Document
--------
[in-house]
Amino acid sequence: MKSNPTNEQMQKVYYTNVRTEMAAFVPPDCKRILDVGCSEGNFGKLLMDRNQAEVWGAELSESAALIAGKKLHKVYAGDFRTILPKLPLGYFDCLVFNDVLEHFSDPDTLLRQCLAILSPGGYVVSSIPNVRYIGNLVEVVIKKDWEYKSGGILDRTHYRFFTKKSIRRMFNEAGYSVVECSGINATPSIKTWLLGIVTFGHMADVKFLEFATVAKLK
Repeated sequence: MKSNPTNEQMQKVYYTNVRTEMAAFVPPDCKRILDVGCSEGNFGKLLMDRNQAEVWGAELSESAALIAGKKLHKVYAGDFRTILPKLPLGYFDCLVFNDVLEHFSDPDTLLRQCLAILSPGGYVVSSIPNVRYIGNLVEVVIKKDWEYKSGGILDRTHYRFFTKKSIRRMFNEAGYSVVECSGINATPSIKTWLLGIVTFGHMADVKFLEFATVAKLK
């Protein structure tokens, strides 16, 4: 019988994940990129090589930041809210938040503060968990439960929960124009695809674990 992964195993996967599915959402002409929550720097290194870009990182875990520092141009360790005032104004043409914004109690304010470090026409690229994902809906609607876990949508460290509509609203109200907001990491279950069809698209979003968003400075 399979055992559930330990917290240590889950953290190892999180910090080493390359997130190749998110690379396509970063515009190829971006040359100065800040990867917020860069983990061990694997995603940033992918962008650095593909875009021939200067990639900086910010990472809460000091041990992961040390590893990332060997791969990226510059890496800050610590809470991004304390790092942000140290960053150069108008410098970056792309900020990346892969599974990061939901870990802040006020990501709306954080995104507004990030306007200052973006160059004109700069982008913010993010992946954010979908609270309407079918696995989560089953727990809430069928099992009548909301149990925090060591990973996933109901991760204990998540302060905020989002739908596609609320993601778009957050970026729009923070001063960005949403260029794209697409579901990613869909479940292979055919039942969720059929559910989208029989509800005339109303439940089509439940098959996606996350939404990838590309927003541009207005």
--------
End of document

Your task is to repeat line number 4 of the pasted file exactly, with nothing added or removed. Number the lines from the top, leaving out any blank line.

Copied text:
């Protein structure tokens, strides 16, 4: 019988994940990129090589930041809210938040503060968990439960929960124009695809674990 992964195993996967599915959402002409929550720097290194870009990182875990520092141009360790005032104004043409914004109690304010470090026409690229994902809906609607876990949508460290509509609203109200907001990491279950069809698209979003968003400075 399979055992559930330990917290240590889950953290190892999180910090080493390359997130190749998110690379396509970063515009190829971006040359100065800040990867917020860069983990061990694997995603940033992918962008650095593909875009021939200067990639900086910010990472809460000091041990992961040390590893990332060997791969990226510059890496800050610590809470991004304390790092942000140290960053150069108008410098970056792309900020990346892969599974990061939901870990802040006020990501709306954080995104507004990030306007200052973006160059004109700069982008913010993010992946954010979908609270309407079918696995989560089953727990809430069928099992009548909301149990925090060591990973996933109901991760204990998540302060905020989002739908596609609320993601778009957050970026729009923070001063960005949403260029794209697409579901990613869909479940292979055919039942969720059929559910989208029989509800005339109303439940089509439940098959996606996350939404990838590309927003541009207005």